If we follow these descriptions, then isn’t every religion a cult? Ok, the Oxford dictionary also gives the following option: “A relatively small group of people having religious beliefs or practices regarded by others as strange or sinister” So is Mormonism a cult then solely because non-Mormons see it as strange? I have experienced Mormonism as a very open group of people, very willing to share their beliefs and willing to let any outsider in and ask questions so personally I don’t see why Mormonism would be any more, or less, of a cult than any other mainstream religion…

They wear magic underwear

According to one of their websites (www.ldschurchtemples.com) this is the story behind the ‘magic underwear’:
“Known to some is the fact that members of The Church of Jesus Christ of Latter-day Saints wear a special kind of underwear in connection with their religion. This is true of most faithful adult members of the Church. (Mormon children are generally dressed the same as any other children.) The special underwear is called a “garment” and it is directly related to Mormon temples.
Garments are a symbolic gesture of the promises that Mormons have made to God. The garment is always worn under other clothing, next to the skin. Mormons begin wearing it during their first visit to the temple, wherein they receive individual instruction on how the garment should be worn and cared for, and furthermore, they undergo a sacred ceremony called the temple endowment. The garment or special underwear is worn at all times, both day and night, from then on. It serves as a constant reminder of the covenants made during the temple endowment.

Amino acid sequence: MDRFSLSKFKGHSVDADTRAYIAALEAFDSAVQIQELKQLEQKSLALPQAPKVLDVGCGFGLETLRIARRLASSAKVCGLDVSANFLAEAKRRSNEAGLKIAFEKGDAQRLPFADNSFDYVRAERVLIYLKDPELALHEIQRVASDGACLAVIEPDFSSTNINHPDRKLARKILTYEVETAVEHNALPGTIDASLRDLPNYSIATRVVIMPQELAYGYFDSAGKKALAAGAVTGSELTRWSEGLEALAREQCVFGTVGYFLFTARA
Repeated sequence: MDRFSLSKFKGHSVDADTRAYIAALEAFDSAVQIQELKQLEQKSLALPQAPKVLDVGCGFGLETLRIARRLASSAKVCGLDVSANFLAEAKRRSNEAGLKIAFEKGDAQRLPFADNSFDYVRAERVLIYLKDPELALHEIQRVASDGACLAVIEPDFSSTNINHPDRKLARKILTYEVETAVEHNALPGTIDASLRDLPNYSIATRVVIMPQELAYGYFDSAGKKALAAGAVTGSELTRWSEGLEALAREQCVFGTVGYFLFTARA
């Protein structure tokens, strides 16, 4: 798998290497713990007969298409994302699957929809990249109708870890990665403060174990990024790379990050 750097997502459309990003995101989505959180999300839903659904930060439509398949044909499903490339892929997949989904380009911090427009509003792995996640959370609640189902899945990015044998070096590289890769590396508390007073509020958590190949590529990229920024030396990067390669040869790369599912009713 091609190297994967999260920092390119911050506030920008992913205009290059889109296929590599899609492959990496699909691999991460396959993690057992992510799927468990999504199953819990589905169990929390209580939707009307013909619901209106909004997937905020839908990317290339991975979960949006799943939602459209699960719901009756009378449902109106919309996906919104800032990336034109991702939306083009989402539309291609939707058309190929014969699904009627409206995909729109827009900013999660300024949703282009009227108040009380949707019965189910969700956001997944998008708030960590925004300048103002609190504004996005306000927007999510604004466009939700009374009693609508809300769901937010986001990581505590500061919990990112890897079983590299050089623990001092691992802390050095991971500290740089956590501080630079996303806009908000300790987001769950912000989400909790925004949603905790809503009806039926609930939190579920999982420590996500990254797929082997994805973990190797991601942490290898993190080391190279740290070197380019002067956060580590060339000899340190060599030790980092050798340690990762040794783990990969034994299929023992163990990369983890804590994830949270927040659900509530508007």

Mormons believe in being “in the world, but not of it,” and the garment helps in privately yet consistently setting temple-going Mormons apart from the world.”




The website adds: “A particularly sharp contrast is felt in today’s society, where morals and modesty have deteriorated to a most horrific degree. Many moviemakers and clothing manufacturers, for example, design their respective products to reveal so much of the human body that virtually nothing is left to the imagination. Mormons, on the other hand, are encouraged through the modest length and cut of their temple-got garments to always dress appropriately. Devout Mormons further understand that in only a very few instances might the garment be removed, such as for swimming, using the bathroom, or being intimate in marriage. The reasons for keeping the garment on far outweigh the reasons for taking it off.”

“Morals and modesty have deteriorated to a most horrific degree…” I think I feel personally offended! And I’m surprised I wasn’t thrown out of Utah for wearing shorts! 🙂

The special Mormon underwear consists of a top and bottom piece and is normally white. This symbolizes purity. “It fosters a mindset of continual obedience to the Lord, which is crucial in keeping the covenants entered into in the temple. Through such obedience, a person can find physical and spiritual protection.”

So yes, there is such a thing as special underwear and if you take all of your information from a website such as the one quoted above I do understand why an outsider would see the Mormons as a weird, close minded and overly religious group…

They practice polygamy

Between 1852 and 1890 a minority of Mormons openly practiced plural marriage, a form of religious polygamy. The Church of Jesus Christ of Latter-day Saints renounced polygamy in the 1890s (with the exception of a militant faction). The church is now very much agains polygamy and states: “If any of our members are found to be practicing plural marriage, they are excommunicated, the most serious penalty the Church can impose.”